Over the past 18 months, most people are now accustomed to disruption. Our workplaces have been disrupted; our social lives have been disrupted; our personal lives have been disrupted. On top of all these disruptions, there have also been a number of false starts where things started to open up only to be quickly shut down again. It’s no wonder we’re all a little skeptical of what’s around the corner. The good news is that as more people receive their Covid-19 vaccinations, the more ‘normal’ life begins to feel! For qualitative researchers, this means resuming in-person focus groups.
Even though qualitative researchers did a great job pivoting to online focus groups and implemented a number of virtual methodologies to continue with qualitative studies, nothing fully replaces the rich insights moderators gain by being with participants in person.
It seems that as more activities are permitted there are always asterisks tagged on: Groups of 10 can now socialize (*but they can’t socialize outside this social bubble); Fully vaccinated people can now go into stores without their masks (* unless their local health authority claims otherwise); It’s safe to travel again (*yet many international borders remain closed).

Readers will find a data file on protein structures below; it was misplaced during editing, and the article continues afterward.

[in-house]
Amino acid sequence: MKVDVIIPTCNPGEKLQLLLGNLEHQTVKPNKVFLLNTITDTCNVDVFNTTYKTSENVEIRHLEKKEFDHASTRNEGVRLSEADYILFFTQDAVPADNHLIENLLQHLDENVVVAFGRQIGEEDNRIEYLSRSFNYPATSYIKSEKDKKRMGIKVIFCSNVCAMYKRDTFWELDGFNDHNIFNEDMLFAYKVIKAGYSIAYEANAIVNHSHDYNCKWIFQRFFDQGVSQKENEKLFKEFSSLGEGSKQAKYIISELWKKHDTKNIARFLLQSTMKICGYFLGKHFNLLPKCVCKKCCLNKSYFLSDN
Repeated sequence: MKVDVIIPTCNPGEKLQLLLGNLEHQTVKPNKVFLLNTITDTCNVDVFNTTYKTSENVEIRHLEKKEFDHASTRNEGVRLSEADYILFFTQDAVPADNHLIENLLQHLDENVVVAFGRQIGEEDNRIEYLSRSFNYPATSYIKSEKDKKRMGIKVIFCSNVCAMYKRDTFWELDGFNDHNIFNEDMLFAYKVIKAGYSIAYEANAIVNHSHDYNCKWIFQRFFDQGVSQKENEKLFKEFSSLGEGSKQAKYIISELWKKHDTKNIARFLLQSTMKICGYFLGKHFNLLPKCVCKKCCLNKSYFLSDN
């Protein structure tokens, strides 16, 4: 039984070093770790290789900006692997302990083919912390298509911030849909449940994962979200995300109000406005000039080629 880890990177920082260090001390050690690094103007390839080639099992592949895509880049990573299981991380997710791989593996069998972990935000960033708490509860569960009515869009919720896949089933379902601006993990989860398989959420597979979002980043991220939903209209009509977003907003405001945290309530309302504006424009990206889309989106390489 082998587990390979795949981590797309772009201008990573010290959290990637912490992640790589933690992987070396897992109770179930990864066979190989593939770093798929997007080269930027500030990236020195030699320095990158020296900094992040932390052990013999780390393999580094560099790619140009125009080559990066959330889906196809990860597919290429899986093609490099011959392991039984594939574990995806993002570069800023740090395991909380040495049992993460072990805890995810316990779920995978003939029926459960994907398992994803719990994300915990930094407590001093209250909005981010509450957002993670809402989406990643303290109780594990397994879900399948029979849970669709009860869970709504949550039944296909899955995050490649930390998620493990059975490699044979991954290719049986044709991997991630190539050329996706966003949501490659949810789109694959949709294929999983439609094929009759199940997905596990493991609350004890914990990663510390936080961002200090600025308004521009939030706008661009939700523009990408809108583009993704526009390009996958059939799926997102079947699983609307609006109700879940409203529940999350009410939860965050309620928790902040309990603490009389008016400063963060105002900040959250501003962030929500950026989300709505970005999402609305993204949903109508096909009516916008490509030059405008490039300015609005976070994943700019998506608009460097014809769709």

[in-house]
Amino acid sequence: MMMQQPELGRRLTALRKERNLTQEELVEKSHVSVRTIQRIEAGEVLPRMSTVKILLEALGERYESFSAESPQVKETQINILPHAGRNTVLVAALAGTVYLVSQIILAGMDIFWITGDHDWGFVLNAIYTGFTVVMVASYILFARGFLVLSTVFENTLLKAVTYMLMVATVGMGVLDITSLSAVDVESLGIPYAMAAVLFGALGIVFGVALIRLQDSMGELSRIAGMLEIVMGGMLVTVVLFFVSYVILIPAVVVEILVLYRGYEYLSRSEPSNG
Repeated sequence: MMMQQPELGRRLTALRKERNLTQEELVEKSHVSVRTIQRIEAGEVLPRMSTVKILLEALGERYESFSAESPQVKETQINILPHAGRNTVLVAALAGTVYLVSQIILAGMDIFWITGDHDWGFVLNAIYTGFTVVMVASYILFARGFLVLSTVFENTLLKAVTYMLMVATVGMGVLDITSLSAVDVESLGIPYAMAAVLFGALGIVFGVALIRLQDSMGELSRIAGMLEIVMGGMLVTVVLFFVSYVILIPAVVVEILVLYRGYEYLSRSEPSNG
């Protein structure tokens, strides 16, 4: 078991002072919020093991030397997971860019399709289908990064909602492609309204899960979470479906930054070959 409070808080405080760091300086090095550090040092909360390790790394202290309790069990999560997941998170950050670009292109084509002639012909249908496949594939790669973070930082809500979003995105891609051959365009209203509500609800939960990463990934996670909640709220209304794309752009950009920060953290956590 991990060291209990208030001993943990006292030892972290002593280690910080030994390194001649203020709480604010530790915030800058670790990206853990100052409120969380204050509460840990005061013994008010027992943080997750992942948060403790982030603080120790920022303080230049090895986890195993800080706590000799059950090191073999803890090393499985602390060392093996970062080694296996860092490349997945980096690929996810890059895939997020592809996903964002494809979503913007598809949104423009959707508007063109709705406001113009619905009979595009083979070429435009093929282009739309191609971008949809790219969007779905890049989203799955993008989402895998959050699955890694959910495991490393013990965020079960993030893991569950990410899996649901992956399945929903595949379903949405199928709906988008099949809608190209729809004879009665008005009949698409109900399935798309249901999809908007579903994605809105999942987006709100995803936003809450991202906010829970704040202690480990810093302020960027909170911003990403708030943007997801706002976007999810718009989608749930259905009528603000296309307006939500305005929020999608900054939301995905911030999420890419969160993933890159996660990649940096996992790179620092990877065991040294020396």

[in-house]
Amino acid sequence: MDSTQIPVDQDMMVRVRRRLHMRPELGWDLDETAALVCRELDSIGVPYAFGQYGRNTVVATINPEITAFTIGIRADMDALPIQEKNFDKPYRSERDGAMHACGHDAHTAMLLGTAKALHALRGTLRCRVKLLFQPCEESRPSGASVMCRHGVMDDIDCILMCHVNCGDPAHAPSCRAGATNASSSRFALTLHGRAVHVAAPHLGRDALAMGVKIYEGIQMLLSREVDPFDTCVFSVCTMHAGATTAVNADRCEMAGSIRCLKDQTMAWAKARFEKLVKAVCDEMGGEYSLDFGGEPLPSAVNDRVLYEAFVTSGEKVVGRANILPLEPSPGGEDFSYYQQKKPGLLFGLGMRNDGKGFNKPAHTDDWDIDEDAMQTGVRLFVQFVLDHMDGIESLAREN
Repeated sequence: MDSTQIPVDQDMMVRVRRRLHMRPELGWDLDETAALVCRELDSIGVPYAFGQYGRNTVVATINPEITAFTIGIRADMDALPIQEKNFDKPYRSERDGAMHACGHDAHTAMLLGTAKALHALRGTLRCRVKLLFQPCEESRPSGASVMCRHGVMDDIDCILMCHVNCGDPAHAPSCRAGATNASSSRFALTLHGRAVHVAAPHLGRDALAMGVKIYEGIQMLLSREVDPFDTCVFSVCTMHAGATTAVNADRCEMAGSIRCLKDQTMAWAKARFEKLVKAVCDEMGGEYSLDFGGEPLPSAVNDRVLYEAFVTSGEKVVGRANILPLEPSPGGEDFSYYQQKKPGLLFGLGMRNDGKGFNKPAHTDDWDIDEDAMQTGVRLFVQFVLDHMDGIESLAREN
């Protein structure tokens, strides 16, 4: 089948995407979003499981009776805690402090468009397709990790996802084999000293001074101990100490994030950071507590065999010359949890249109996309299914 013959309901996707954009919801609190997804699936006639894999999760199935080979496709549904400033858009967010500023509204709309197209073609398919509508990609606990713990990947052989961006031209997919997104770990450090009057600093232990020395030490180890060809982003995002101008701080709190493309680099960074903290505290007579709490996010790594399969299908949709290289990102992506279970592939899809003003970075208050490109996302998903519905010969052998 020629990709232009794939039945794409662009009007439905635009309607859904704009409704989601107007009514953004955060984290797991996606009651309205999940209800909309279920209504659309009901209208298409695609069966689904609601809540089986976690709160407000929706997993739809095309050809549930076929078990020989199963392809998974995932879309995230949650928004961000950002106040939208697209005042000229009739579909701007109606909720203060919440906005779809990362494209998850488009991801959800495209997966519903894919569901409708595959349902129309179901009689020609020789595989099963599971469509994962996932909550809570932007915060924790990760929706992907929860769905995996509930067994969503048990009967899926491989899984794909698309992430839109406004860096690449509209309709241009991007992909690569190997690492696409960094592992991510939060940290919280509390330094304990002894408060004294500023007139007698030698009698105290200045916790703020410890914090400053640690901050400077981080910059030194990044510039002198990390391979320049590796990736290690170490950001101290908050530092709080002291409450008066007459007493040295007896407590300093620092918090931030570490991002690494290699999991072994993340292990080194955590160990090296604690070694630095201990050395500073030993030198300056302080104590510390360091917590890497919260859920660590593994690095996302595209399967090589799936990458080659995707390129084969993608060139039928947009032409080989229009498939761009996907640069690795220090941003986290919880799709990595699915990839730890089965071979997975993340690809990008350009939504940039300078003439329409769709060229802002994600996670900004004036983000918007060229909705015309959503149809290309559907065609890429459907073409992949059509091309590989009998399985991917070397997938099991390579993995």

As moderators and qualitative research firms plan for in-person focus groups, it won’t really be business-as-before. Fortunately, focus groups tend to host small groups of people, but what if some of the recruited participants aren’t vaccinated? Who is responsible for ensuring anyone attending in-person qualitative research studies has both vaccine doses administered?
Qualitative recruitment and research firms should consider including a “Are you fully vaccinated against Covid-19” question in the screening guide. Of course, anyone could say “yes”, so recruiting teams would need to ask for vaccine proof. It’s going to feel a little weird for some people to agree to get together with strangers to participate in an in-person study, and if recruiters can provide assurance that everyone participating in the study has proof of being vaccinated, this will certainly make recruiting easier, and ensure the health of the participants is being respected. Keep in mind that if you’re hosting your focus group at a designated focus group facility, you’ll want to ensure the office staff have also been vaccinated.
Showing proof of vaccination allows for in-person research to take place without masks. So much non-verbal communication happens through facial expressions, and it wouldn’t be worth the effort to host an in-person focus group if participants’ faces are covered.
Of course, Covid protocols are going to differ between jurisdictions and you’ll want to first familiarize yourself with local rules and recommendations before committing to hosting an in-person study. There are plenty of places around the country that are quickly opening up, and this will only pick up steam as we move into summer.
It’s an exciting time for qualitative researchers! We’ve all had to get used to doing things differently, but there’s nothing like people to coming together in person to participate in market research studies.